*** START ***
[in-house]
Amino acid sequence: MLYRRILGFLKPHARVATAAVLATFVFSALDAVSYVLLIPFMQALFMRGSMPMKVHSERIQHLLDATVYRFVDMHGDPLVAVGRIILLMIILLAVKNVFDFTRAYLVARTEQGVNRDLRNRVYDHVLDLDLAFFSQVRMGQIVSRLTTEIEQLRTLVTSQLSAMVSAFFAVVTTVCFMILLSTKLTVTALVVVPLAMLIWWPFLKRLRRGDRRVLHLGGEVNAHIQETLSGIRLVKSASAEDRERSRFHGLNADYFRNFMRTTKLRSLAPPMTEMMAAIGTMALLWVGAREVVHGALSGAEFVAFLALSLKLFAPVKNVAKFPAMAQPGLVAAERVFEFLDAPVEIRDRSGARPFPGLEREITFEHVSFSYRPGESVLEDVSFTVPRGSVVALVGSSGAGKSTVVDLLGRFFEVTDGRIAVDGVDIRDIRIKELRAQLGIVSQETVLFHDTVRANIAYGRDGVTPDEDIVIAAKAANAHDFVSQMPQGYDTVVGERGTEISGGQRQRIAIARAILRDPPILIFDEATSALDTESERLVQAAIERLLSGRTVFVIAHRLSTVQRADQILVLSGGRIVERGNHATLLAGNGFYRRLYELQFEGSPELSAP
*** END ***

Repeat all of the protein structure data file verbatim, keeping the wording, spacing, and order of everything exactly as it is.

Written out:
[in-house]
Amino acid sequence: MLYRRILGFLKPHARVATAAVLATFVFSALDAVSYVLLIPFMQALFMRGSMPMKVHSERIQHLLDATVYRFVDMHGDPLVAVGRIILLMIILLAVKNVFDFTRAYLVARTEQGVNRDLRNRVYDHVLDLDLAFFSQVRMGQIVSRLTTEIEQLRTLVTSQLSAMVSAFFAVVTTVCFMILLSTKLTVTALVVVPLAMLIWWPFLKRLRRGDRRVLHLGGEVNAHIQETLSGIRLVKSASAEDRERSRFHGLNADYFRNFMRTTKLRSLAPPMTEMMAAIGTMALLWVGAREVVHGALSGAEFVAFLALSLKLFAPVKNVAKFPAMAQPGLVAAERVFEFLDAPVEIRDRSGARPFPGLEREITFEHVSFSYRPGESVLEDVSFTVPRGSVVALVGSSGAGKSTVVDLLGRFFEVTDGRIAVDGVDIRDIRIKELRAQLGIVSQETVLFHDTVRANIAYGRDGVTPDEDIVIAAKAANAHDFVSQMPQGYDTVVGERGTEISGGQRQRIAIARAILRDPPILIFDEATSALDTESERLVQAAIERLLSGRTVFVIAHRLSTVQRADQILVLSGGRIVERGNHATLLAGNGFYRRLYELQFEGSPELSAP